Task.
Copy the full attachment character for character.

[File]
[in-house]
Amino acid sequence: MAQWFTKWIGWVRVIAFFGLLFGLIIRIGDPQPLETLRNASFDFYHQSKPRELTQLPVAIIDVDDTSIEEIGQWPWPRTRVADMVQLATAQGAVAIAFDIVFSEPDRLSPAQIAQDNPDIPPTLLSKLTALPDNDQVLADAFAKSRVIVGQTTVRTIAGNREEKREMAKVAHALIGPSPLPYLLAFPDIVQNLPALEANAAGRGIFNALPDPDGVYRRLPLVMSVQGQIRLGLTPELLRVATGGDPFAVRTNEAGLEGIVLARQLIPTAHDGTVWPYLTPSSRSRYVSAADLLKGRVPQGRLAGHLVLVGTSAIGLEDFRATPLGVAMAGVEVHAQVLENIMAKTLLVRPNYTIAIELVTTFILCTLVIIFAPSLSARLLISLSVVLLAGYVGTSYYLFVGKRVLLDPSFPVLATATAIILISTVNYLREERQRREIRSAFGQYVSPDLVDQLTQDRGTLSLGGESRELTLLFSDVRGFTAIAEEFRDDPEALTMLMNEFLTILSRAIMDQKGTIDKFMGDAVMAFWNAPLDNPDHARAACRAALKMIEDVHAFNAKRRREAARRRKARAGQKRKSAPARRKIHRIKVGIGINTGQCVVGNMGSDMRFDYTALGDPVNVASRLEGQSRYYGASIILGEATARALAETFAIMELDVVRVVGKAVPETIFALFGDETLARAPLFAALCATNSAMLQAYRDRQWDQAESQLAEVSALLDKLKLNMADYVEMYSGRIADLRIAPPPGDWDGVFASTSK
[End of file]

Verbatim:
[in-house]
Amino acid sequence: MAQWFTKWIGWVRVIAFFGLLFGLIIRIGDPQPLETLRNASFDFYHQSKPRELTQLPVAIIDVDDTSIEEIGQWPWPRTRVADMVQLATAQGAVAIAFDIVFSEPDRLSPAQIAQDNPDIPPTLLSKLTALPDNDQVLADAFAKSRVIVGQTTVRTIAGNREEKREMAKVAHALIGPSPLPYLLAFPDIVQNLPALEANAAGRGIFNALPDPDGVYRRLPLVMSVQGQIRLGLTPELLRVATGGDPFAVRTNEAGLEGIVLARQLIPTAHDGTVWPYLTPSSRSRYVSAADLLKGRVPQGRLAGHLVLVGTSAIGLEDFRATPLGVAMAGVEVHAQVLENIMAKTLLVRPNYTIAIELVTTFILCTLVIIFAPSLSARLLISLSVVLLAGYVGTSYYLFVGKRVLLDPSFPVLATATAIILISTVNYLREERQRREIRSAFGQYVSPDLVDQLTQDRGTLSLGGESRELTLLFSDVRGFTAIAEEFRDDPEALTMLMNEFLTILSRAIMDQKGTIDKFMGDAVMAFWNAPLDNPDHARAACRAALKMIEDVHAFNAKRRREAARRRKARAGQKRKSAPARRKIHRIKVGIGINTGQCVVGNMGSDMRFDYTALGDPVNVASRLEGQSRYYGASIILGEATARALAETFAIMELDVVRVVGKAVPETIFALFGDETLARAPLFAALCATNSAMLQAYRDRQWDQAESQLAEVSALLDKLKLNMADYVEMYSGRIADLRIAPPPGDWDGVFASTSK